The Hurlers

The Hurlers

The Hurlers Stone Circles are some of the best-preserved ceremonial circles in the South West. The Bronze Age site comprises of three separate circles made up from between 9 and 24 large granite stones and is thought to date back to 1500BC.

The stone circles were constructed strategically, with the River Fowey to the West and the River Lynher, which feeds the Tamar to the East. This, and the fact that many other important prehistoric monuments including the Bronze Age burial chamber Rillaton Barrow surround the Hurlers, suggests that these pre-historic monuments were once part of an important processional route on Bodmin moor frequented by traders and travellers.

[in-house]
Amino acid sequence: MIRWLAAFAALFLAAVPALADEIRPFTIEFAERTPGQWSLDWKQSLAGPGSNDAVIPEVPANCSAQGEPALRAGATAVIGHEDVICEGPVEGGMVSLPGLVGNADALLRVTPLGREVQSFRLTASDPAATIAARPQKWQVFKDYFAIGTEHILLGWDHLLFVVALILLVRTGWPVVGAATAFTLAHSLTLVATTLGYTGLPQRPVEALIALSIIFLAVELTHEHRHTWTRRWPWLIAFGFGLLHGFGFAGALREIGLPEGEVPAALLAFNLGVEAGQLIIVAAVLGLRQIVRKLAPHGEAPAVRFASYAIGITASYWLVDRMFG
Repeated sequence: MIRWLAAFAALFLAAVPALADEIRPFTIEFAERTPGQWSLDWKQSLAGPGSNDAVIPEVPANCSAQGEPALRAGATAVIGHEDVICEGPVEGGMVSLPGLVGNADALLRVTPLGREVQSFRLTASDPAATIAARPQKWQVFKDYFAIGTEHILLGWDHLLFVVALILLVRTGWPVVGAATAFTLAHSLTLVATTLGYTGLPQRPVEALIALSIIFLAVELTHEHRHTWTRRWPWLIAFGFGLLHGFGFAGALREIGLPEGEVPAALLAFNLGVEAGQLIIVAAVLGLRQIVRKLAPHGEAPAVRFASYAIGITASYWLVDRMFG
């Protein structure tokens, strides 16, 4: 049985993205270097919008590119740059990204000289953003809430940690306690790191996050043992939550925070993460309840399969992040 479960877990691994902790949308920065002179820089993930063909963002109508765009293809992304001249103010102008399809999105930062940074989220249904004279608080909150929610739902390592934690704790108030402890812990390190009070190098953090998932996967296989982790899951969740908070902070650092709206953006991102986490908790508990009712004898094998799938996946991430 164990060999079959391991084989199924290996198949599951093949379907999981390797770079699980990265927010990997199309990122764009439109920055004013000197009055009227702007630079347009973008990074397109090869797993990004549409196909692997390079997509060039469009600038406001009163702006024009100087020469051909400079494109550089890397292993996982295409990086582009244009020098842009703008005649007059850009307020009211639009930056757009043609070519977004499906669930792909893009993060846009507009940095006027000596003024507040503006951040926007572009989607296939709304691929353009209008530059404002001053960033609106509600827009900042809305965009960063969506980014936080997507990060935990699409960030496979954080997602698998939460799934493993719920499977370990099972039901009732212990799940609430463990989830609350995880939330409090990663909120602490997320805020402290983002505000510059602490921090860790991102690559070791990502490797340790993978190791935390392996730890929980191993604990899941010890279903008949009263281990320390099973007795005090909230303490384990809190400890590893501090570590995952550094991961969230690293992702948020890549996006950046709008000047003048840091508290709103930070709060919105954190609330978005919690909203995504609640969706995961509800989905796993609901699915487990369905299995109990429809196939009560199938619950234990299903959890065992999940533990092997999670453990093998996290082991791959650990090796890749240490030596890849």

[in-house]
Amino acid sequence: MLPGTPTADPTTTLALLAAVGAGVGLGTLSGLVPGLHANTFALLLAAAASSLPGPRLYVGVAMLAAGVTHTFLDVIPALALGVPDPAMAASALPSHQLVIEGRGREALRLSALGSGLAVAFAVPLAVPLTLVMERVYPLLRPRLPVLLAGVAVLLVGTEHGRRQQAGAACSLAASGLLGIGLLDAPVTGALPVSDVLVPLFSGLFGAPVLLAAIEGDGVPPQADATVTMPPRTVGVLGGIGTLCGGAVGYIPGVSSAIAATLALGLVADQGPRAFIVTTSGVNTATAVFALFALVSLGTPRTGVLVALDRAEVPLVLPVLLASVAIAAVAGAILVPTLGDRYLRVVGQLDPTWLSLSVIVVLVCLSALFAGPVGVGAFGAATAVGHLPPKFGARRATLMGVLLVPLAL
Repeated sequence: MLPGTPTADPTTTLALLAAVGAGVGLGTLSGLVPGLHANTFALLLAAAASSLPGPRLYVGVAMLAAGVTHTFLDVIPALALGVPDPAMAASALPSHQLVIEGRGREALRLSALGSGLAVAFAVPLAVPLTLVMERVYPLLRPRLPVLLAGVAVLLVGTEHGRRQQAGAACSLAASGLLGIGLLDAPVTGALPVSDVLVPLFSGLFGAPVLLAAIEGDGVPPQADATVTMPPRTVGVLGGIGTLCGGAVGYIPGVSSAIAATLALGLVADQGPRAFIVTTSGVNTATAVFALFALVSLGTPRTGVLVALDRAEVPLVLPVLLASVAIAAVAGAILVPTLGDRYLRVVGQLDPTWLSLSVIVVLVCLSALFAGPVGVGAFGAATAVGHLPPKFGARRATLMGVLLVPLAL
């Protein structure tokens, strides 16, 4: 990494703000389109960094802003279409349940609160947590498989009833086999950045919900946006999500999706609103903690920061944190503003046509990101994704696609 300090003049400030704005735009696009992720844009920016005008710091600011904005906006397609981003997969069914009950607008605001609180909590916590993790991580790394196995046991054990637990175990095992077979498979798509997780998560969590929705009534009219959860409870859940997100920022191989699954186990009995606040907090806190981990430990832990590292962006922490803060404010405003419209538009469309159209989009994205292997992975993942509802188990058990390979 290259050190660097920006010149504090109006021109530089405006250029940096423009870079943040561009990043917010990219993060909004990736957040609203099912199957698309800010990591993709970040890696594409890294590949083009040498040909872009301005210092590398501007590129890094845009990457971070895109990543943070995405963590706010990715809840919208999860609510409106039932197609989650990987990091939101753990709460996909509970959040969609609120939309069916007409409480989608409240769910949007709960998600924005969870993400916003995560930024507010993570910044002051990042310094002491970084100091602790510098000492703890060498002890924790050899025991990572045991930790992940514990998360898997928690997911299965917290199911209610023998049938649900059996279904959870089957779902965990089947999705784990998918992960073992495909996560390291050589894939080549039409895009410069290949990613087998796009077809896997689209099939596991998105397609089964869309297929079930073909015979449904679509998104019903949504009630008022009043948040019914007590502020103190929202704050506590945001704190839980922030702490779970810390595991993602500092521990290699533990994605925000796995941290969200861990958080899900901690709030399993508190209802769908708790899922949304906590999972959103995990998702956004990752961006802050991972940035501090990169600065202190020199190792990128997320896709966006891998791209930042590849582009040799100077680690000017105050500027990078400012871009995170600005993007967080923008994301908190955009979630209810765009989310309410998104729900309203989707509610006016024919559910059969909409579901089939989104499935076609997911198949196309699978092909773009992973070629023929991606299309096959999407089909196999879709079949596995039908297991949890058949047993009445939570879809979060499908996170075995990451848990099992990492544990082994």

The name The Hurlers was recorded by the Historian William Camden in 1610 -explaining that the circles are made from the remains of men petrified and turned to stone for playing the Celtic game of Hurling on a Sunday.

The Hurlers are a fascinating Cornish landmark and are free to explore within reasonable daylight hours.


We love...

The recently restored Houseman’s Engine House, which is home to a permanent exhibition on the history and nature of the surrounding area.

Don't miss...

The Bronze Age burial chamber Rillaton Barrow – excavated in 1837, revealing a skeleton, bronze dagger and a corrugated gold cup with riveted handle.